After initial thoughts of selling the house, she and her family have decided to keep it, rent it out, and otherwise offer it as a place of refuge from the real world for family and friends–much as her father used it when he was alive.

And I like to think that somewhere, William is smiling. His orgasmic view has been passed on to a new generation–and so have some of his friendships.

For William, “Tears in Heaven” by Eric Clapton,
the man he called his “God”:

Happy Love Thursday everyone.

eh cumpà, auguri on that cia thing!

Leon Panetta President-elect Obama recently named Leon Panetta, former Chief of Staff to President Bill Clinton, as the new Director of the Central Intelligence Agency (CIA).

Panetta, 70, is a former Congressman from California, prominent attorney, First Lieutenant in the US Army, and founder of the Panetta Institute, a nonpartisan public policy center that operates out of California State University.

But most importantly to us in southern Italy, he’s Calabrese!

Panetta’s parents were born in Calabria before they emigrated to the United States. His father worked in a copper mine in Wyoming before moving to Monterey, California (Panetta’s hometown) and opening up a restaurant.

So how close is Panetta to his Calabrese roots?

He reportedly doesn’t get back here as often as he’d like, but he does speak Calabrese according to his cousin Domenico Panetta, former mayor of Siderno, which is about 50 km from me.

Of course Panetta’s nomination wasn’t without its detractors, but things now seem to be going smoother on his road to lead la CIA (pronounced “CHEE-ah” in Italy by the way).

And here in Calabria, we couldn’t be prouder. So in honor of Direttore Panetta, please join us in a traditional Calabrese tarantella:

Veniti tutti ‘cca e ‘mparativi abballari!


In bocca al lupo, cumpà!

Buon weekend a tutti!

berlusconi singing for his cena*, sort of

Well you can’t say Silvio Berlusconi, who turns 72 next month, isn’t entertaining.

No seriously. He entertains.

This former cruise ship singer, media mogul, and–oh yeah–Prime Minister of Italy is currently producing a CD of canzoni d’amore (love songs) with Neapolitan** singer Mariano Apicella.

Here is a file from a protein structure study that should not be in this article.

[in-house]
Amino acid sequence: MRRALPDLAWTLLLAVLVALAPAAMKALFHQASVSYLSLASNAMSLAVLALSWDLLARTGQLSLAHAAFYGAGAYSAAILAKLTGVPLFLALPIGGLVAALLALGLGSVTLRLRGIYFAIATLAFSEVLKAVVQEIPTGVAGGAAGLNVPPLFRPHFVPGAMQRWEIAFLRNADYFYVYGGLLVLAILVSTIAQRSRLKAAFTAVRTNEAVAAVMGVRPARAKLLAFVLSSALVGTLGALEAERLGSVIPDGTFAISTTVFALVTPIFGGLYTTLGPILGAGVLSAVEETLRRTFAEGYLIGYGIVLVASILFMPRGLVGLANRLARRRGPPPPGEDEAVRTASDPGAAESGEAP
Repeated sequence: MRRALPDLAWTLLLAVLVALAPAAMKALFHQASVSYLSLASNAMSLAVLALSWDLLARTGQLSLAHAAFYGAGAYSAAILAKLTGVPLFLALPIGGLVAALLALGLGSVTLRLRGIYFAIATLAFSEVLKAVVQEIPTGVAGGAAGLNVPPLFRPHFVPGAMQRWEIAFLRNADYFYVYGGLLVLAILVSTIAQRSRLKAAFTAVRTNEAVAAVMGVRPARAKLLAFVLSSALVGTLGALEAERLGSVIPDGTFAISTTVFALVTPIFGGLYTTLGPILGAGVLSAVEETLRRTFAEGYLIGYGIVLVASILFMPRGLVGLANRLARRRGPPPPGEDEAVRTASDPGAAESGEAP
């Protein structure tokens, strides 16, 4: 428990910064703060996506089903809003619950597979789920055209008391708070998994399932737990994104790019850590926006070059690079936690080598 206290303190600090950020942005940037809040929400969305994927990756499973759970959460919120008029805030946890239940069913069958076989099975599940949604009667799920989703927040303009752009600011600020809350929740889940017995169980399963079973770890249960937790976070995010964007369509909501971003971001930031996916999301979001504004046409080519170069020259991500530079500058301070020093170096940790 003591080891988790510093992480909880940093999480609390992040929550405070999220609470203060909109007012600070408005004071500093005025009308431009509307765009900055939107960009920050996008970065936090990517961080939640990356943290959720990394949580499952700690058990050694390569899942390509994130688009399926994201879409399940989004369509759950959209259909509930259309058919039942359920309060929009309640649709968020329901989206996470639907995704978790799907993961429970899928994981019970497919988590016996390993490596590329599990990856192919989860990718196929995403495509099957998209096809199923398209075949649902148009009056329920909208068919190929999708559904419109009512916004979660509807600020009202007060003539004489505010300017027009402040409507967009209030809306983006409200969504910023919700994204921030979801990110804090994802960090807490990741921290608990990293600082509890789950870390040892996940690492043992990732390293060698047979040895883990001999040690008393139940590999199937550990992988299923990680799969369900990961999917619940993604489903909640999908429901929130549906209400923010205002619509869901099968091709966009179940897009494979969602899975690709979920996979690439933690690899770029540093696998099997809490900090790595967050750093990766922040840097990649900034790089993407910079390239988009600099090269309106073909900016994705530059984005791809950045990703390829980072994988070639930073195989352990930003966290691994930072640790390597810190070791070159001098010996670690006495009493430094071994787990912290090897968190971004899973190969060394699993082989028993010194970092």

Actually, this will be Berlu’s second set of compositions released by Apicella; the first was out during Berlusconi’s second time around as Prime Minister in 2003 and reached Italy’s Top 50.

The duo hope that the CD will be released in December (just in time for Christmas shopping!), but Apicella admits “it won’t be easy given all the (prime minister’s) responsibilities.”

Oh yeah…THOSE! Glad someone’s thinking about that.

Will you be buying the Berlusconi-produced CD?

And my *real* question:

When are we going to see Obama or McCain’s greatest hits?!

*Cena (CHAY-nah) in Italian means dinner/supper.

**Why isn’t it “Napolitan?” It’s not Neapoli, it’s Napoli! If anyone has answers, please share. This has always bothered me.

La Musica Calabrese – Calabrian Folk Music

chitarra battenteOne of my favorite parts about living here is that you never know when you’ll be caught up in an impromptu concerto. Seriously.

Now I’m sure some of you are thinking “Ah there goes another one of those stereotypes of ‘la dolce vita’ that simply doesn’t exist in real life Italy.”

Well I’m here to tell you that in small town Calabria, most males of all ages seem to play the guitar and will gladly break it out and start singing — especially the later into the evening it gets (and the more grappa that is flowing). And for those of you reading this who have visited here, chances are you can back me up on this.

In other words, we may miss out on a lot of “conveniences” down here, but at least we have la musica.